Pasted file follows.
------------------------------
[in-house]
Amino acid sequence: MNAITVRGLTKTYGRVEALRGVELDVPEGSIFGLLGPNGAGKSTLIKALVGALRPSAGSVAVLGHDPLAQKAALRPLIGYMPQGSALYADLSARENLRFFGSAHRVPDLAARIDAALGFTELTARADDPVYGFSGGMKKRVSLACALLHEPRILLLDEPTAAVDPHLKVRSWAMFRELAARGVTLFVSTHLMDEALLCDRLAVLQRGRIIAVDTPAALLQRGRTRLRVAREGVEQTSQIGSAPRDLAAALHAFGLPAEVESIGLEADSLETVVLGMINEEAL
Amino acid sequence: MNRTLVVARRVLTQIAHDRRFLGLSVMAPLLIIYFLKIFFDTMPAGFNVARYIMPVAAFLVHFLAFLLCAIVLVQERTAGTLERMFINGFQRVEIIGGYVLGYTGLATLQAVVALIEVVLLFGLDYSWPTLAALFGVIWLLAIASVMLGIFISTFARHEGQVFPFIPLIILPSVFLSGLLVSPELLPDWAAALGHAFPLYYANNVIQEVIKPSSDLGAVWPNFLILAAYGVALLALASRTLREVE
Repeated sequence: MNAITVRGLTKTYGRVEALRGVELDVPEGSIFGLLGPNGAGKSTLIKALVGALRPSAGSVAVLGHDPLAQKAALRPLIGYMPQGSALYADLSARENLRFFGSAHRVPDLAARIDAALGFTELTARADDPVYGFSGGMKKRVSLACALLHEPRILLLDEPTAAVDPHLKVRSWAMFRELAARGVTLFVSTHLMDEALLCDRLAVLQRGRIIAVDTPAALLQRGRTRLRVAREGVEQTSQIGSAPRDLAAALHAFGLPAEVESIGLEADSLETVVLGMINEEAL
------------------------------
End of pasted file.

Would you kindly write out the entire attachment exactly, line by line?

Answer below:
[in-house]
Amino acid sequence: MNAITVRGLTKTYGRVEALRGVELDVPEGSIFGLLGPNGAGKSTLIKALVGALRPSAGSVAVLGHDPLAQKAALRPLIGYMPQGSALYADLSARENLRFFGSAHRVPDLAARIDAALGFTELTARADDPVYGFSGGMKKRVSLACALLHEPRILLLDEPTAAVDPHLKVRSWAMFRELAARGVTLFVSTHLMDEALLCDRLAVLQRGRIIAVDTPAALLQRGRTRLRVAREGVEQTSQIGSAPRDLAAALHAFGLPAEVESIGLEADSLETVVLGMINEEAL
Amino acid sequence: MNRTLVVARRVLTQIAHDRRFLGLSVMAPLLIIYFLKIFFDTMPAGFNVARYIMPVAAFLVHFLAFLLCAIVLVQERTAGTLERMFINGFQRVEIIGGYVLGYTGLATLQAVVALIEVVLLFGLDYSWPTLAALFGVIWLLAIASVMLGIFISTFARHEGQVFPFIPLIILPSVFLSGLLVSPELLPDWAAALGHAFPLYYANNVIQEVIKPSSDLGAVWPNFLILAAYGVALLALASRTLREVE
Repeated sequence: MNAITVRGLTKTYGRVEALRGVELDVPEGSIFGLLGPNGAGKSTLIKALVGALRPSAGSVAVLGHDPLAQKAALRPLIGYMPQGSALYADLSARENLRFFGSAHRVPDLAARIDAALGFTELTARADDPVYGFSGGMKKRVSLACALLHEPRILLLDEPTAAVDPHLKVRSWAMFRELAARGVTLFVSTHLMDEALLCDRLAVLQRGRIIAVDTPAALLQRGRTRLRVAREGVEQTSQIGSAPRDLAAALHAFGLPAEVESIGLEADSLETVVLGMINEEAL